Since the housing market crashed throughout most of the United States, selling has scarcely been an option for most homeowners. However, the market is finally starting to show signs of recovery. Houses are selling, and prices are going up as well. As a result, many homeowners looking for more space or different features once again have a choice between renovating the home they already own or moving to a new one. In making the decision, a number of choices must be considered.
Selling Must Make Sense
Quality of life issues are important. People considering a move should look at their lifestyles and whether a move would improve that lifestyle or not. Good schools, easy commutes and walkable neighborhoods are all the types of values people may want to consider when they think about their present location versus the areas they may be moving to.
Even with the markets in recovery, people may find that selling still simply does not make financial sense given the costs and losses involved.
Renovation Must Give You the House You Want
It’s important to be practical. Does the renovation fit the house? Is resale value important? Do those custom windows fit with the overall architecture, or are there better choices? Homeowners should make renovation choices wisely, and if their hearts are truly set on a style that does not fit, they may want to consider selling.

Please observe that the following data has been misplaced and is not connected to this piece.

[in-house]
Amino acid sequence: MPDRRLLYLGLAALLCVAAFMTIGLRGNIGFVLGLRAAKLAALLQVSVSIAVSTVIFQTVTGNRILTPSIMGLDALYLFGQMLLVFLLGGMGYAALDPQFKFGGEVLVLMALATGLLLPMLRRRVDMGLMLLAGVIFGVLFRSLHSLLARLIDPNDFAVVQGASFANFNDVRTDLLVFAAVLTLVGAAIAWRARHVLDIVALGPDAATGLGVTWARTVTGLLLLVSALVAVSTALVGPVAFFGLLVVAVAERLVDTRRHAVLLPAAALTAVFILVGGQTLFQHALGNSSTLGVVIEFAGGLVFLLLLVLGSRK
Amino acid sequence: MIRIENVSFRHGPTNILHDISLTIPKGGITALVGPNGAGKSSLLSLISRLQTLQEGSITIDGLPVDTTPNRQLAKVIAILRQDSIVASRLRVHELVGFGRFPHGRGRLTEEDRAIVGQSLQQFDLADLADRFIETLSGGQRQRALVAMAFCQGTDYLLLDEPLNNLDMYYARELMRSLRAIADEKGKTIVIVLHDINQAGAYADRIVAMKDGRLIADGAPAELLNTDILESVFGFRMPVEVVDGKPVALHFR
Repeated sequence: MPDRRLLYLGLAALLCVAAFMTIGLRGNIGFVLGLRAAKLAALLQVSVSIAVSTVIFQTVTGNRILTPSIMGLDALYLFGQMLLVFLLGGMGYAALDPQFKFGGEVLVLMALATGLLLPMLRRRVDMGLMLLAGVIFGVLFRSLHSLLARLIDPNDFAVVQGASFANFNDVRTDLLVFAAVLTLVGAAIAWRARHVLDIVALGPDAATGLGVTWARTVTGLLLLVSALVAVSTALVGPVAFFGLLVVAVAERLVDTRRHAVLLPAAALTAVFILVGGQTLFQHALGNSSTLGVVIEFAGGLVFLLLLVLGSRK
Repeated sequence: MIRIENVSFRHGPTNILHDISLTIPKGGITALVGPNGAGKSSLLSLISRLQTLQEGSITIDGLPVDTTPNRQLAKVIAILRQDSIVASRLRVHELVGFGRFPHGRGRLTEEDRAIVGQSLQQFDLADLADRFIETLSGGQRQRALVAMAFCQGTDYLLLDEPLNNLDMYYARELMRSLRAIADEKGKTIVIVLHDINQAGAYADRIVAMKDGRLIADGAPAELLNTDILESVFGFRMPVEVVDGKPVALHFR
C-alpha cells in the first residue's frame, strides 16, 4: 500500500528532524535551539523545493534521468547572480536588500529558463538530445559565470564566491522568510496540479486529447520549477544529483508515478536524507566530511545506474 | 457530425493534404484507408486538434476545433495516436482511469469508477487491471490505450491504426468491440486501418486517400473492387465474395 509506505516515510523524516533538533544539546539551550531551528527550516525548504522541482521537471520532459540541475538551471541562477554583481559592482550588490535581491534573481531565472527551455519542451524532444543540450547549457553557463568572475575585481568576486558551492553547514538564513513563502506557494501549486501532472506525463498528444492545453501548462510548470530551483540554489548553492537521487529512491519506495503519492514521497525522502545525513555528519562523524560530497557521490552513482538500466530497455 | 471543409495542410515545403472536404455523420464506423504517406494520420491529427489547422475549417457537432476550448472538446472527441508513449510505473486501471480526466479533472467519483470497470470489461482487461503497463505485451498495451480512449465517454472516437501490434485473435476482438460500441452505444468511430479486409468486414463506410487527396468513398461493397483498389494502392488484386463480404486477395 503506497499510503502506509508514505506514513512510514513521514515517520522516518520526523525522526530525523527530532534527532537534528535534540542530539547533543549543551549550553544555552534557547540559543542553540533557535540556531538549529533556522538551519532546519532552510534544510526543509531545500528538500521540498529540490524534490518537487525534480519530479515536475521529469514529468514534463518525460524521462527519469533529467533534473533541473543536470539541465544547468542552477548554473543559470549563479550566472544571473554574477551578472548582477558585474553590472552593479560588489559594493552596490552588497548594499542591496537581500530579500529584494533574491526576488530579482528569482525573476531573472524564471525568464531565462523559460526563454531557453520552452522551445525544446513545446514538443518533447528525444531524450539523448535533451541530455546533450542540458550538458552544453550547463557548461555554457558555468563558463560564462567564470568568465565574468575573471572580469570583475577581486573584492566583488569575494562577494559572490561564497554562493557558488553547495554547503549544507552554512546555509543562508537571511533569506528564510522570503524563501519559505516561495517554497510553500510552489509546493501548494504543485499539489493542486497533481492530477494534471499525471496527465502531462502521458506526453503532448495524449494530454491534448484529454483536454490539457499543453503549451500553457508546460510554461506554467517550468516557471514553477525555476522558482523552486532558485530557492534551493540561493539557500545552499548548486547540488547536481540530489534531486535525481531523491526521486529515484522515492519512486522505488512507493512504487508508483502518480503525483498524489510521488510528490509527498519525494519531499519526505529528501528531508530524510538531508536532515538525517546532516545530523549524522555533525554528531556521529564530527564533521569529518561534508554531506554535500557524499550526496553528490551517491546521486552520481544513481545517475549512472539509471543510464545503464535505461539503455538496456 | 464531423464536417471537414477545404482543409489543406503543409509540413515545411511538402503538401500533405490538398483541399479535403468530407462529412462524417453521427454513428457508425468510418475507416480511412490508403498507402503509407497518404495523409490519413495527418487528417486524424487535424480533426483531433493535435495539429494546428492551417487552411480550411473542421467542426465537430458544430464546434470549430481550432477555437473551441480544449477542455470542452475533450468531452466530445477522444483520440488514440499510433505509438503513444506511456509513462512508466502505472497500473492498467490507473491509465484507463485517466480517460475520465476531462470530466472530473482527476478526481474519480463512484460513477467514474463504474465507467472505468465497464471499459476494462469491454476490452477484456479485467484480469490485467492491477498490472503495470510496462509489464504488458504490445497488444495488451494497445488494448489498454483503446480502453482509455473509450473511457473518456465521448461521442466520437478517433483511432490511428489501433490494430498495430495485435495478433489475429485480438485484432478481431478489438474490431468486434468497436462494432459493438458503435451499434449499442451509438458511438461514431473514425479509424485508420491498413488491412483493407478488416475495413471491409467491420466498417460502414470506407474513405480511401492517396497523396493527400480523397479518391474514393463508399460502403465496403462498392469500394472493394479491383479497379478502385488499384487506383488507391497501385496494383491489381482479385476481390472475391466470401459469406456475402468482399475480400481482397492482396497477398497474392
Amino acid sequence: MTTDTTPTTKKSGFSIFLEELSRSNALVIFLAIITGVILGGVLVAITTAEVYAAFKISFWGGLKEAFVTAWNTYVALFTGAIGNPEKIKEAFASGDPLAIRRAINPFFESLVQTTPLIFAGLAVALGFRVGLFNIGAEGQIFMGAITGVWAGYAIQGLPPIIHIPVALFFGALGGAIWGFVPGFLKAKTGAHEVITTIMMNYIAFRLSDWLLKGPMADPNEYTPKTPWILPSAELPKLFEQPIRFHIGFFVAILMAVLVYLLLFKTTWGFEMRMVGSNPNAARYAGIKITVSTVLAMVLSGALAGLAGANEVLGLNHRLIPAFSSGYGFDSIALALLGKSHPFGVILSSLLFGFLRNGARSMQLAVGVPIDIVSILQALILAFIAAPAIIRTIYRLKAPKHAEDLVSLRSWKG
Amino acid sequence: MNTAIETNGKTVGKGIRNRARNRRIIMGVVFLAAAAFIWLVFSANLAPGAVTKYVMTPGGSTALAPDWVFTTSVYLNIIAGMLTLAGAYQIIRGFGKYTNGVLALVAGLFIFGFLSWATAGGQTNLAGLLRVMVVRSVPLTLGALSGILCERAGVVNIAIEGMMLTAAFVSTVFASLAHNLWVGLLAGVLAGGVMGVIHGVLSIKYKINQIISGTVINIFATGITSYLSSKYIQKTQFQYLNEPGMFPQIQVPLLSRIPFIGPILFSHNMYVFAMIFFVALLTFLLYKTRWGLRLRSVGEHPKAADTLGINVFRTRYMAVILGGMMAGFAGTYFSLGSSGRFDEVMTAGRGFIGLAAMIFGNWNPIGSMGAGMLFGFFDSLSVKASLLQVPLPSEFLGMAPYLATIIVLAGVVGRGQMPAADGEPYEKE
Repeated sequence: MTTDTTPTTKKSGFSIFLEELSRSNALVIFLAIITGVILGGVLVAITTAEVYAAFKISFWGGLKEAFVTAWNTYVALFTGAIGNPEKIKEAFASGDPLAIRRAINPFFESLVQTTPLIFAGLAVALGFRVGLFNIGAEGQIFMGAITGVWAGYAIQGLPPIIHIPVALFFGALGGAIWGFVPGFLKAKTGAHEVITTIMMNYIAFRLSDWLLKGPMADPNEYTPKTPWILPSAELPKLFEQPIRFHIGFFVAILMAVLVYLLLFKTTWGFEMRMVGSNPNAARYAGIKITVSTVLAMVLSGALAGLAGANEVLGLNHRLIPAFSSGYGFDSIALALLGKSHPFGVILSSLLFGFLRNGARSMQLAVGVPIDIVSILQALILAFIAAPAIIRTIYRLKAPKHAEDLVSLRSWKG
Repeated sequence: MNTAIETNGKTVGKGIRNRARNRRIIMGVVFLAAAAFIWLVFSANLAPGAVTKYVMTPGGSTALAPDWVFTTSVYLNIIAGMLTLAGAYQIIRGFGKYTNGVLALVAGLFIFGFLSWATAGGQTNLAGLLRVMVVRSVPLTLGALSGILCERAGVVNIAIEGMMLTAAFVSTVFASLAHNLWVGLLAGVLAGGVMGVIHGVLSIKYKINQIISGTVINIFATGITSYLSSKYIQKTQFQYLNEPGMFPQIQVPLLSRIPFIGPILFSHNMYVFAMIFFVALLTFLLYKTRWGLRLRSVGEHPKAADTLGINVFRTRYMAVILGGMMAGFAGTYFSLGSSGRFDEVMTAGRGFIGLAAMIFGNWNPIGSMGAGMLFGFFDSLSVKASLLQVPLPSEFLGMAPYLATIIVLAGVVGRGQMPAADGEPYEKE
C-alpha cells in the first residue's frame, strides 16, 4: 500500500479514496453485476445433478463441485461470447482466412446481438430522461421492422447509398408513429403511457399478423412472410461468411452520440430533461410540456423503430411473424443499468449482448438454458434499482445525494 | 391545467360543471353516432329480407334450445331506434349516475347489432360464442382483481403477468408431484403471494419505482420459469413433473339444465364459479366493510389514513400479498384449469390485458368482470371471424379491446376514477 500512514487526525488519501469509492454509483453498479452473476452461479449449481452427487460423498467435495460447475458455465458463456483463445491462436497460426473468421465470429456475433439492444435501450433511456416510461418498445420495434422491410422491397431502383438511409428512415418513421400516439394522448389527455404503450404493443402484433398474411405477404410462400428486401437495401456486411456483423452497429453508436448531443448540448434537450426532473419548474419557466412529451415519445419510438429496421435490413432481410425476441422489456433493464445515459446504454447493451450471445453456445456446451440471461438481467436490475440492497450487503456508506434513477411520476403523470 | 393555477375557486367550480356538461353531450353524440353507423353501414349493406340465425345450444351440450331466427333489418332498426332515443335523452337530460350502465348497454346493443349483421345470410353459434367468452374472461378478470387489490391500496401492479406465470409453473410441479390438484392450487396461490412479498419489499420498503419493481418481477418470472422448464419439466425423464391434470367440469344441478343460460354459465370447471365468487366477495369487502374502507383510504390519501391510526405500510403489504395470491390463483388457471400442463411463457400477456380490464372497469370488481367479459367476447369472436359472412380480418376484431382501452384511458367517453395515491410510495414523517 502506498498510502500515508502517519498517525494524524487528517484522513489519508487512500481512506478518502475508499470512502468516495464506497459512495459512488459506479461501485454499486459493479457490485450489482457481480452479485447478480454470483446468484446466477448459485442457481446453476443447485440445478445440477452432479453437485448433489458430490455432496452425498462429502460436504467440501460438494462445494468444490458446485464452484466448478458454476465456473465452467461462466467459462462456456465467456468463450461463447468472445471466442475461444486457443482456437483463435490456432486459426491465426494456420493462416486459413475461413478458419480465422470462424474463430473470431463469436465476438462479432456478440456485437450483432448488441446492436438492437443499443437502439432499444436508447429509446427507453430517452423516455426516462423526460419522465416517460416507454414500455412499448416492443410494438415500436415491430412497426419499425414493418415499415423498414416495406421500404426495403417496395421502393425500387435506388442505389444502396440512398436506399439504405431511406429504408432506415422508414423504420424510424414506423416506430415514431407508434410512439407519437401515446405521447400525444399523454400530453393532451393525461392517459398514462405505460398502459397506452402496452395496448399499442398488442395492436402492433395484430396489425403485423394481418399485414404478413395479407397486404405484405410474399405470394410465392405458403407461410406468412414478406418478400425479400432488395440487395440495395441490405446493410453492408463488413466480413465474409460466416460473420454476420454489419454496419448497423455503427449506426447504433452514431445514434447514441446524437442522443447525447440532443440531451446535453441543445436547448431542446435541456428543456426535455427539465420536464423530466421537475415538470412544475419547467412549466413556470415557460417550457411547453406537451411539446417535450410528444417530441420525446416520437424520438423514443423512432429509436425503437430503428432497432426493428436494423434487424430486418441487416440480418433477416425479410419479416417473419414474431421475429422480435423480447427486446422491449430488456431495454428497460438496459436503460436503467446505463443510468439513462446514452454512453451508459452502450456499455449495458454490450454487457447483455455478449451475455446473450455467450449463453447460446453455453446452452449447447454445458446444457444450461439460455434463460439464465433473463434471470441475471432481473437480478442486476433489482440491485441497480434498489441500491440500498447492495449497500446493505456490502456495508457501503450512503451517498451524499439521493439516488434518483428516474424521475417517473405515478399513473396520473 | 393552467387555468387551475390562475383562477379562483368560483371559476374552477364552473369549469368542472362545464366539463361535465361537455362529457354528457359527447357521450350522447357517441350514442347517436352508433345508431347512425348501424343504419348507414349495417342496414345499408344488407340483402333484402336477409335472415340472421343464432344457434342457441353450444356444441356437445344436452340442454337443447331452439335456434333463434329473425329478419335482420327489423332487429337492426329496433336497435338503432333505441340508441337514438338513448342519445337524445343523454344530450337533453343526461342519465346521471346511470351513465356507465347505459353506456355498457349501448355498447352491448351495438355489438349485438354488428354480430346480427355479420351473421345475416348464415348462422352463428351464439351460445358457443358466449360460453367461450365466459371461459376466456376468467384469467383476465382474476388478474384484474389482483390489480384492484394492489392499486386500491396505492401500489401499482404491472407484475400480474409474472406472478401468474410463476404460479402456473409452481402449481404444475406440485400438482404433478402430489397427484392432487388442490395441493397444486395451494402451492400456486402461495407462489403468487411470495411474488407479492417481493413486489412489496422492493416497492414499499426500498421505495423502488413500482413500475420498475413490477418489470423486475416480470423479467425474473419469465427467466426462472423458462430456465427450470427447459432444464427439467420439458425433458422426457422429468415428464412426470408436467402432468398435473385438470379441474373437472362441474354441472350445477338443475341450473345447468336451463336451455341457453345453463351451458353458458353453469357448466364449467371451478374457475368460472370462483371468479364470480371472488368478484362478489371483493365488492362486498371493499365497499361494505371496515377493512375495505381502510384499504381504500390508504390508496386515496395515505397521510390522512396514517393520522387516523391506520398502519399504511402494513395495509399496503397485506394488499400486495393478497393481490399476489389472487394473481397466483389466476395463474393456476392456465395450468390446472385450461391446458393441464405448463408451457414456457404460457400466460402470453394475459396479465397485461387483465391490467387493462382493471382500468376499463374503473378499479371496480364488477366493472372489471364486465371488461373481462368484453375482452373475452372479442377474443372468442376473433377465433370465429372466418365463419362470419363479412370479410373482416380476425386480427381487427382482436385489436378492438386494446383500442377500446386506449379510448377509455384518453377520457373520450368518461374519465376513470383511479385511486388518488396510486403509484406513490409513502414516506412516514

The House You Want Must Be For Sale
Houses are quite scarce in some places, and it may simply not be possible to find and purchase the right house. Houses may be too small or too big; the features wanted simply may not be available in any houses that are on the market.
Hidden Costs Must Be Accounted For
It’s almost a truism that renovations will end up costing more than expected. To avoid this, homeowners should do a good deal of their own research. This involves pricing the materials and finishings that contractors will use. For example, New Jersey residents who want to replace their windows may call a NJ window company or two to find out prices. Purchasing the items for the contractor may bring down costs significantly. It’s also worth negotiating with the contractor to find out what types of payment plans might bring down costs. Finally, even with all this advance preparation, it’s wise to set aside 10 to 20 percent of the estimate to cover unexpected costs.
Trust Your Instincts
Logic and balance sheets must play an important role in this decision, but gut feelings are important as well. The housing market is changing rapidly. What is true today may not be in a year; houses may become more available, neighborhoods may change or prices could drop. There’s no point in going forward with such a huge and expensive change in the face of discomfort. Homeowners truly struggling to make a decision might do best to wait and watch developments before jumping into either selling or renovation.